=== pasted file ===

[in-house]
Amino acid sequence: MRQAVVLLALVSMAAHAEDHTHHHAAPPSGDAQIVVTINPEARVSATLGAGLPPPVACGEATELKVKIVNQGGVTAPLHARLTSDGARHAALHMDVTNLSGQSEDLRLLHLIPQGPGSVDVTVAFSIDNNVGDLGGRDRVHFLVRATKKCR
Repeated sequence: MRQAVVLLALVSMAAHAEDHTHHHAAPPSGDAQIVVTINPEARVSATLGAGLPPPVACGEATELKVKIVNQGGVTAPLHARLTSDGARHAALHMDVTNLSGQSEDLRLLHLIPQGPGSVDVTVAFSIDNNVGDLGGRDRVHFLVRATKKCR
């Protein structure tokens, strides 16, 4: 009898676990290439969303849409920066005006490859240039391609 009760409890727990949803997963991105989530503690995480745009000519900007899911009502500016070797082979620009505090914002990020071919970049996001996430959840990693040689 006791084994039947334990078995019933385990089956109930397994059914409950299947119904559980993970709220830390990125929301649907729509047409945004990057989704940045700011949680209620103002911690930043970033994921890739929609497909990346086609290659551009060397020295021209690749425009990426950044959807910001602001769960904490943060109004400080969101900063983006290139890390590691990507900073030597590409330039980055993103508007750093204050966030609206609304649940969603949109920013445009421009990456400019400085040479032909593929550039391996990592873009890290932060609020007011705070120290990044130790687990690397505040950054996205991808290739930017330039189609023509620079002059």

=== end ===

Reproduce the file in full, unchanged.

[in-house]
Amino acid sequence: MRQAVVLLALVSMAAHAEDHTHHHAAPPSGDAQIVVTINPEARVSATLGAGLPPPVACGEATELKVKIVNQGGVTAPLHARLTSDGARHAALHMDVTNLSGQSEDLRLLHLIPQGPGSVDVTVAFSIDNNVGDLGGRDRVHFLVRATKKCR
Repeated sequence: MRQAVVLLALVSMAAHAEDHTHHHAAPPSGDAQIVVTINPEARVSATLGAGLPPPVACGEATELKVKIVNQGGVTAPLHARLTSDGARHAALHMDVTNLSGQSEDLRLLHLIPQGPGSVDVTVAFSIDNNVGDLGGRDRVHFLVRATKKCR
């Protein structure tokens, strides 16, 4: 009898676990290439969303849409920066005006490859240039391609 009760409890727990949803997963991105989530503690995480745009000519900007899911009502500016070797082979620009505090914002990020071919970049996001996430959840990693040689 006791084994039947334990078995019933385990089956109930397994059914409950299947119904559980993970709220830390990125929301649907729509047409945004990057989704940045700011949680209620103002911690930043970033994921890739929609497909990346086609290659551009060397020295021209690749425009990426950044959807910001602001769960904490943060109004400080969101900063983006290139890390590691990507900073030597590409330039980055993103508007750093204050966030609206609304649940969603949109920013445009421009990456400019400085040479032909593929550039391996990592873009890290932060609020007011705070120290990044130790687990690397505040950054996205991808290739930017330039189609023509620079002059």